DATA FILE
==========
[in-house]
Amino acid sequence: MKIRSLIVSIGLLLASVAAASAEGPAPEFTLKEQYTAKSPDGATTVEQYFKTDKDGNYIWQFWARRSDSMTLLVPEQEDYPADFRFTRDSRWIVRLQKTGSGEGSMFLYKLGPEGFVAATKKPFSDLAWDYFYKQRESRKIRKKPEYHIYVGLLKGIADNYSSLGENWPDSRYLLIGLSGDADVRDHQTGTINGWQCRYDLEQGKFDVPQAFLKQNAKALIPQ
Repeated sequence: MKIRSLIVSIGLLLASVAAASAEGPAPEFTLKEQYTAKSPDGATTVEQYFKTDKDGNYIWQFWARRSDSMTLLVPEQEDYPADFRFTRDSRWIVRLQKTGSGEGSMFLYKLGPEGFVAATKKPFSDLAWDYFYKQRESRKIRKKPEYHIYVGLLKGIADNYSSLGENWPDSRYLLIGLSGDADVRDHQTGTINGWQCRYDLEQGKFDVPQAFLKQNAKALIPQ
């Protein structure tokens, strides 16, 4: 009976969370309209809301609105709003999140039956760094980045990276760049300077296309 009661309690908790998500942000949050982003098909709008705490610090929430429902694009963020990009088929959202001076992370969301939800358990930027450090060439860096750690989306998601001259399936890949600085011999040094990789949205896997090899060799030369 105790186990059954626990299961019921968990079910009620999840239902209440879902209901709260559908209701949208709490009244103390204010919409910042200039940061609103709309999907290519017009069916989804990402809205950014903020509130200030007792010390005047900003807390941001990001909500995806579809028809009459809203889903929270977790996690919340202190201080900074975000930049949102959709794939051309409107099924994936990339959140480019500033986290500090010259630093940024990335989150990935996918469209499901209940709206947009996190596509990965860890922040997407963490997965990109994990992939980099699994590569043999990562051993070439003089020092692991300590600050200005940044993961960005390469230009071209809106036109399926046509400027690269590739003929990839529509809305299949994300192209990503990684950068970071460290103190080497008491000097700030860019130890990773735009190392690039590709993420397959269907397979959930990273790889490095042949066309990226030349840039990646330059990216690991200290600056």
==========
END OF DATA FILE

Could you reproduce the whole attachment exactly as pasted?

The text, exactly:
[in-house]
Amino acid sequence: MKIRSLIVSIGLLLASVAAASAEGPAPEFTLKEQYTAKSPDGATTVEQYFKTDKDGNYIWQFWARRSDSMTLLVPEQEDYPADFRFTRDSRWIVRLQKTGSGEGSMFLYKLGPEGFVAATKKPFSDLAWDYFYKQRESRKIRKKPEYHIYVGLLKGIADNYSSLGENWPDSRYLLIGLSGDADVRDHQTGTINGWQCRYDLEQGKFDVPQAFLKQNAKALIPQ
Repeated sequence: MKIRSLIVSIGLLLASVAAASAEGPAPEFTLKEQYTAKSPDGATTVEQYFKTDKDGNYIWQFWARRSDSMTLLVPEQEDYPADFRFTRDSRWIVRLQKTGSGEGSMFLYKLGPEGFVAATKKPFSDLAWDYFYKQRESRKIRKKPEYHIYVGLLKGIADNYSSLGENWPDSRYLLIGLSGDADVRDHQTGTINGWQCRYDLEQGKFDVPQAFLKQNAKALIPQ
């Protein structure tokens, strides 16, 4: 009976969370309209809301609105709003999140039956760094980045990276760049300077296309 009661309690908790998500942000949050982003098909709008705490610090929430429902694009963020990009088929959202001076992370969301939800358990930027450090060439860096750690989306998601001259399936890949600085011999040094990789949205896997090899060799030369 105790186990059954626990299961019921968990079910009620999840239902209440879902209901709260559908209701949208709490009244103390204010919409910042200039940061609103709309999907290519017009069916989804990402809205950014903020509130200030007792010390005047900003807390941001990001909500995806579809028809009459809203889903929270977790996690919340202190201080900074975000930049949102959709794939051309409107099924994936990339959140480019500033986290500090010259630093940024990335989150990935996918469209499901209940709206947009996190596509990965860890922040997407963490997965990109994990992939980099699994590569043999990562051993070439003089020092692991300590600050200005940044993961960005390469230009071209809106036109399926046509400027690269590739003929990839529509809305299949994300192209990503990684950068970071460290103190080497008491000097700030860019130890990773735009190392690039590709993420397959269907397979959930990273790889490095042949066309990226030349840039990646330059990216690991200290600056």